The dilemmas of the tram[9] and the hull[10] are good examples. If cases of this type always require careful discernment when a human person makes the decision, it is even more difficult to develop an algorithm that can guide these autonomous machines in decision-making. What for the driver can be a circumstantial decision, subject to the improvisation of the moment, changes direction by inserting it with a long time in advance in an algorithm, since the programmed decisions will be premeditated and, therefore, subject to a greater burden of responsibility.

When manufacturing and programming a vehicle, the subsequent involvement of the person who will drive it must be foreseen so that he can exercise his moral autonomy. Specifically, it should be made easier for the driver to choose the type of ethics on which the vehicle will make its decisions. Likewise, the other possible involved should be able to participate. (Robot-2, 23). For example, it has been suggested that, in order to achieve this objective, it would be convenient for the buyer to respond to a previous questionnaire and, based on their answers, the vehicle could be reprogrammed. 

In any case, the complexity of the situations that the vehicle will have to face causes numerous uncertainties. In the current state of technology, still very improvable, it is considered essential that the programming of these vehicles determines how and when the algorithm must transfer to the human driver the final decision making in complex cases.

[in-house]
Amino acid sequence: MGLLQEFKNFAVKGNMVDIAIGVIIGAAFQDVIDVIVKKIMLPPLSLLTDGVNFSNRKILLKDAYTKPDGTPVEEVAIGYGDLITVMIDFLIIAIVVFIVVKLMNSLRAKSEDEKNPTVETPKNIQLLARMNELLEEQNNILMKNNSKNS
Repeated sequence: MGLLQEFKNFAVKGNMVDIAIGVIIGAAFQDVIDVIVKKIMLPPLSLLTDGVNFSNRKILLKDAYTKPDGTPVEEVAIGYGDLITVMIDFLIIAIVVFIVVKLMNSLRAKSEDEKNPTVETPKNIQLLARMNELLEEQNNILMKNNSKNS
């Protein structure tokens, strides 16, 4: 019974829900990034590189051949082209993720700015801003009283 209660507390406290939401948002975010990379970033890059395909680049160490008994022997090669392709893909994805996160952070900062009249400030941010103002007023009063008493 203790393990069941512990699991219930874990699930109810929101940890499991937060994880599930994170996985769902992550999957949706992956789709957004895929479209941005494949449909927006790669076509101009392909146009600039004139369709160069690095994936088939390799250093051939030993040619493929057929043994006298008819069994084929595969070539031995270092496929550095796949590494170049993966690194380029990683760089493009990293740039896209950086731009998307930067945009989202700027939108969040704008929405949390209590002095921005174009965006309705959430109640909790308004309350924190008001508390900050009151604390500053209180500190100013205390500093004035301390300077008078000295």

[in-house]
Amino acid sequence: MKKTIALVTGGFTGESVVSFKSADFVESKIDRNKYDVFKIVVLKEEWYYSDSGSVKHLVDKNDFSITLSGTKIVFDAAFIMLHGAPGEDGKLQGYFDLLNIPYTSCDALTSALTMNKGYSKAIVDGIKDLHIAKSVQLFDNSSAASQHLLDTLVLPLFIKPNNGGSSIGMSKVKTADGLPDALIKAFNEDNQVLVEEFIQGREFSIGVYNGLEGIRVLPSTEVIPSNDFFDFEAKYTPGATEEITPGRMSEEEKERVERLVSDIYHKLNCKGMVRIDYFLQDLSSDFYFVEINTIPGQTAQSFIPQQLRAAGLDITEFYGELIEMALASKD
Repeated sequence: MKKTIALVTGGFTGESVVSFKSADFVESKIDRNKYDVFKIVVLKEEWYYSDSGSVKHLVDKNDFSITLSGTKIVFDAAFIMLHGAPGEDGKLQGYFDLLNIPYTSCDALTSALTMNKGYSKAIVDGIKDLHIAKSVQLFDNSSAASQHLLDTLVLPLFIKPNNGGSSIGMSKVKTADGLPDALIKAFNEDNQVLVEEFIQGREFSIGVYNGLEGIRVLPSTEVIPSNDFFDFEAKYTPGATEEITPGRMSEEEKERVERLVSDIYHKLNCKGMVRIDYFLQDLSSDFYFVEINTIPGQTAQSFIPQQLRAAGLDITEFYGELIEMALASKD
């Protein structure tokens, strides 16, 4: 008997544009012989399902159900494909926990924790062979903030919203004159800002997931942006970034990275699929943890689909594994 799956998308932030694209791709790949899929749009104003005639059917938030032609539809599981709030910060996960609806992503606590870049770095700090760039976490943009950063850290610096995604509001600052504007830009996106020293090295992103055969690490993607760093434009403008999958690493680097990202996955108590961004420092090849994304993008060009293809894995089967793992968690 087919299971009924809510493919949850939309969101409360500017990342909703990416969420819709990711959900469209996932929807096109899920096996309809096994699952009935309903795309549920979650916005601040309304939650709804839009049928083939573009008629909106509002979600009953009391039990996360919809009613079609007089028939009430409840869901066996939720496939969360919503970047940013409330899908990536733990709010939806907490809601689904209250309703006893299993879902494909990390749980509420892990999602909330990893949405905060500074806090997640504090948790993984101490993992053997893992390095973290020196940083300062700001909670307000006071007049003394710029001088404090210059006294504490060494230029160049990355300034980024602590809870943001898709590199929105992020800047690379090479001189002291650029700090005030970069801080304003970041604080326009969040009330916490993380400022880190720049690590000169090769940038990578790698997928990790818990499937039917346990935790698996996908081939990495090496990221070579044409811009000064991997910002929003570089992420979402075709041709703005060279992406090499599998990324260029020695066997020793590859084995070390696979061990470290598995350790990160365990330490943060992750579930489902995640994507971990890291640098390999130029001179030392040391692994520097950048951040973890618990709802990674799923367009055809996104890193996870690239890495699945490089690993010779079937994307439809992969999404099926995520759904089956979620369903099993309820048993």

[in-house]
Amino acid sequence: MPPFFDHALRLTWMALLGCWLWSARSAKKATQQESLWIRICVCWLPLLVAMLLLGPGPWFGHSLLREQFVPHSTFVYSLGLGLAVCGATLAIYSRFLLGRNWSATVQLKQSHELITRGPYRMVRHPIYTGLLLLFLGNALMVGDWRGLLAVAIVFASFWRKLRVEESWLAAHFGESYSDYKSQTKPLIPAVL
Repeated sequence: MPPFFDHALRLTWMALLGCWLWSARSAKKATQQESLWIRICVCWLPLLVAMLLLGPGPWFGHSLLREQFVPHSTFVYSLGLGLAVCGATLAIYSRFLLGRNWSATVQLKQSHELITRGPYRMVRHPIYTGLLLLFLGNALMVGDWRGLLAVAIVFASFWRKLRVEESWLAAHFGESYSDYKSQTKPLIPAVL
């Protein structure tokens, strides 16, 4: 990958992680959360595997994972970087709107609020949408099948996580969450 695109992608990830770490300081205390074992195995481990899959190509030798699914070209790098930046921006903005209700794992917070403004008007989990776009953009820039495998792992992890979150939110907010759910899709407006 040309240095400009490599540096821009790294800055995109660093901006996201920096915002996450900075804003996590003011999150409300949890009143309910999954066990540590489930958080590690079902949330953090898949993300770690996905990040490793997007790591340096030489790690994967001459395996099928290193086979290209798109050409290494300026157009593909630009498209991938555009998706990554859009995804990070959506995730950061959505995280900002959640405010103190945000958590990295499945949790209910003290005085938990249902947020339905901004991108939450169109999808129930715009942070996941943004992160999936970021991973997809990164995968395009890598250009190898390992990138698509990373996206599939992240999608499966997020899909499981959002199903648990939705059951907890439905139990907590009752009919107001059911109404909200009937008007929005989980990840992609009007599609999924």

Accidents and Liability

These vehicles are presented as safer, but, so far, the number of accidents in which they have been involved is not lower than that of conventional ones, although the consequences have been less serious. [11]

It is difficult to delimit the responsibilities in case of accidents, deaths, damages[12]. Typically, the vehicle owner is primarily responsible for the damage caused, just as when a dog bites a passerby, it is its owner who must assume responsibility (Robot-2,68). However, the issue is complex. It must be analyzed if it has been due to the algorithms that the vehicle has incorporated, manufacturing defects or failures in the alert system. Currently, reports of accidents caused by failures in the autonomous driving system are increasing.[13]